Staying in Line, Online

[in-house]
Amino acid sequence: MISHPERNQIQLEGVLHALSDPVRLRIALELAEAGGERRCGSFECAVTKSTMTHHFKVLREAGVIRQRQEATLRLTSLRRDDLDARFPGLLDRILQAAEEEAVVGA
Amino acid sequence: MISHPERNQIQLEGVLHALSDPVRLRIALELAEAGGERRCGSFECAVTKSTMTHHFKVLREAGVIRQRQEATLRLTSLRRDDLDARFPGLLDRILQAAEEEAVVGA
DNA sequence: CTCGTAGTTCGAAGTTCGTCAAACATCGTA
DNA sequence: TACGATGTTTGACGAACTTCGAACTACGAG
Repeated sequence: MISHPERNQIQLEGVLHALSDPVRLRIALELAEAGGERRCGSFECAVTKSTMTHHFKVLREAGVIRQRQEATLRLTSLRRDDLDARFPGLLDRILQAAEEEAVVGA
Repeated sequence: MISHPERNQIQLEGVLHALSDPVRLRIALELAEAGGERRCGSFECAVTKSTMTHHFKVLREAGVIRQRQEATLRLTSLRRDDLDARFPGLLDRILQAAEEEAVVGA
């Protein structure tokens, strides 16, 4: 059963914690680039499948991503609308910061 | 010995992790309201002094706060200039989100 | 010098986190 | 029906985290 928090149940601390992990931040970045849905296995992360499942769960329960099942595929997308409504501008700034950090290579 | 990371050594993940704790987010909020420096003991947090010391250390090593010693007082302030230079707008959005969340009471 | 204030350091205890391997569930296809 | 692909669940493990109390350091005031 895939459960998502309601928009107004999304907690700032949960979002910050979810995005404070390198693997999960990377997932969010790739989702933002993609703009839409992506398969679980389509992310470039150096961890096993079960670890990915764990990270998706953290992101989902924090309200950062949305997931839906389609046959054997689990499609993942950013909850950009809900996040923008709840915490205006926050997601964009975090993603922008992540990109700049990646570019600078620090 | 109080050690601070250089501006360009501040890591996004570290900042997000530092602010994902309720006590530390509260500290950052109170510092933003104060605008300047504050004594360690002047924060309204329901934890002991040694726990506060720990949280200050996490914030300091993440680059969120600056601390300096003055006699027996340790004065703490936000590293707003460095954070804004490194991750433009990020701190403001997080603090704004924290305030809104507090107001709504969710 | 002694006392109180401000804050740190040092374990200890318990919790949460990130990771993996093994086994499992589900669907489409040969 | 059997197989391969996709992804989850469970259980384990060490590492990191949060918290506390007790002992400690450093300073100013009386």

In response to online bullying and general internet safety concerns, some schools are considering the implementation of Internet surveillance of students. An October 28 “New York Times” article entitled “Warily, Schools Watch Students on the Internet” examined the tension between “balanc[ing] students’ free speech rights against the dangers children can get into at school and sometimes with the law because of what they say in posts on Facebook, Twitter and Tumblr.” While Internet surveillance may be an understandable measure, social networking and media are places for students to express themselves freely, and in most cases respectfully, outside of school. At a school like Andover where students spend the majority of their time on academics, athletics and school-related activities, such an outlet for out-of-school expression becomes even more critical. Internet surveillance breaks this wall down but builds new ones, seeding distrust between students and the administration as we mix the academic and the social. Yes, the Internet can both hurt and connect, but schools should trust the students who populate these online communities, as well as these networking sites themselves, to keep dialogue respectful. It is never acceptable for a student to bully or attack a peer online. Most people would agree that cases such as that of Tyler Clementi, a Rutgers University freshman, whose peers recorded and streamed a video online of him having sexual encounters with a man in his dorm, should never be allowed to occur. For the majority of cases, it is the responsibility of the students and the online communities they frequent to prevent such incidents. For school administrators to go out of their way to spy on their students’ social networking activity is a violation of privacy and their trust. As maturing individuals, students must have the space to fail and grow. If school administrators begin to monitor and censor students’ privacy as well as penalize them for actions not even committed on school property, then schools could control most aspects of their students’ lives. This does not, however, mean that schools do not have a right to intervene when instances of bullying arise. A student being bullied needs support. Thus the nature of student Internet communication is a bit of a catch-22. Schools cannot help when they are not informed. A proposed solution to this paradox is technology that searches student content for disturbing information. Schools would only be able to access this content if the program picked up specific keywords. This method—both invasive and effective only for text content­—remains incomprehensive. The bottom line falls to the students. As students, we need to regulate our own behavior and activity online if we are to avoid Internet surveillance as a permanent fixture in schools. We need to be more careful, more mindful and more compassionate when we post. The way to prevent the implementation of invasive solutions is to eliminate a need for them in the first place.